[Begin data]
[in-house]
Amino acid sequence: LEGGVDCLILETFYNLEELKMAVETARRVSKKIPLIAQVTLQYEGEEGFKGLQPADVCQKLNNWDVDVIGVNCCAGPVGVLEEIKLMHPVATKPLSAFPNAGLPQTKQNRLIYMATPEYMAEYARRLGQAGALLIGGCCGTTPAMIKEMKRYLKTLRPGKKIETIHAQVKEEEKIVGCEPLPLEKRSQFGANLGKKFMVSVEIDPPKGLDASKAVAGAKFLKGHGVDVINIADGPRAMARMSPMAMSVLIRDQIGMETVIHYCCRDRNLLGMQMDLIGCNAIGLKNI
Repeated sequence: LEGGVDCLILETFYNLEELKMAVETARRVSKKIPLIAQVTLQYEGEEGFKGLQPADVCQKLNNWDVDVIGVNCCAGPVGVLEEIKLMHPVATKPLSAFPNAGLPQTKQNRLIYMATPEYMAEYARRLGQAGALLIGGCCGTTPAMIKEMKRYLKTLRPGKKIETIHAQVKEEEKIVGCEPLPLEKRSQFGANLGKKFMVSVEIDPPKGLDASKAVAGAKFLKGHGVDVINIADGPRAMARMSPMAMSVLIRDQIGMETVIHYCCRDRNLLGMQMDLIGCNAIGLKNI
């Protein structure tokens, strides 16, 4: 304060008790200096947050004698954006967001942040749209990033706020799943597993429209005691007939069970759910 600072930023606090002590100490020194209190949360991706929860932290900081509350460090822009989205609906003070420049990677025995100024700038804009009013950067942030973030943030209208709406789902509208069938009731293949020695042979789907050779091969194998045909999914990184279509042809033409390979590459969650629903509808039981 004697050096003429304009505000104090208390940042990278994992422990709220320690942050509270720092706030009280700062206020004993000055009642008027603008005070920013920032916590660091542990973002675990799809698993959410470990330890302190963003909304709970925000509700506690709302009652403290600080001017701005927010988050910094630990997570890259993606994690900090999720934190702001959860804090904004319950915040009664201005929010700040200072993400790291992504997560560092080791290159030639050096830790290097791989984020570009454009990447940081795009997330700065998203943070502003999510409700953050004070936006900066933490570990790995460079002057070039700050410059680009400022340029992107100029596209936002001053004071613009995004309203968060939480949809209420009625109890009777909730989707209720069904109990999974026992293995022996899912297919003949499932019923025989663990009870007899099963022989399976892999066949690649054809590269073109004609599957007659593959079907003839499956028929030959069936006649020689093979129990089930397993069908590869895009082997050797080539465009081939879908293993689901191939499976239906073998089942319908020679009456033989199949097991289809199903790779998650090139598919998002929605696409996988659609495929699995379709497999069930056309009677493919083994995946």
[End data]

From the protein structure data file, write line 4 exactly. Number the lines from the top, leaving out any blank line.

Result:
């Protein structure tokens, strides 16, 4: 304060008790200096947050004698954006967001942040749209990033706020799943597993429209005691007939069970759910 600072930023606090002590100490020194209190949360991706929860932290900081509350460090822009989205609906003070420049990677025995100024700038804009009013950067942030973030943030209208709406789902509208069938009731293949020695042979789907050779091969194998045909999914990184279509042809033409390979590459969650629903509808039981 004697050096003429304009505000104090208390940042990278994992422990709220320690942050509270720092706030009280700062206020004993000055009642008027603008005070920013920032916590660091542990973002675990799809698993959410470990330890302190963003909304709970925000509700506690709302009652403290600080001017701005927010988050910094630990997570890259993606994690900090999720934190702001959860804090904004319950915040009664201005929010700040200072993400790291992504997560560092080791290159030639050096830790290097791989984020570009454009990447940081795009997330700065998203943070502003999510409700953050004070936006900066933490570990790995460079002057070039700050410059680009400022340029992107100029596209936002001053004071613009995004309203968060939480949809209420009625109890009777909730989707209720069904109990999974026992293995022996899912297919003949499932019923025989663990009870007899099963022989399976892999066949690649054809590269073109004609599957007659593959079907003839499956028929030959069936006649020689093979129990089930397993069908590869895009082997050797080539465009081939879908293993689901191939499976239906073998089942319908020679009456033989199949097991289809199903790779998650090139598919998002929605696409996988659609495929699995379709497999069930056309009677493919083994995946």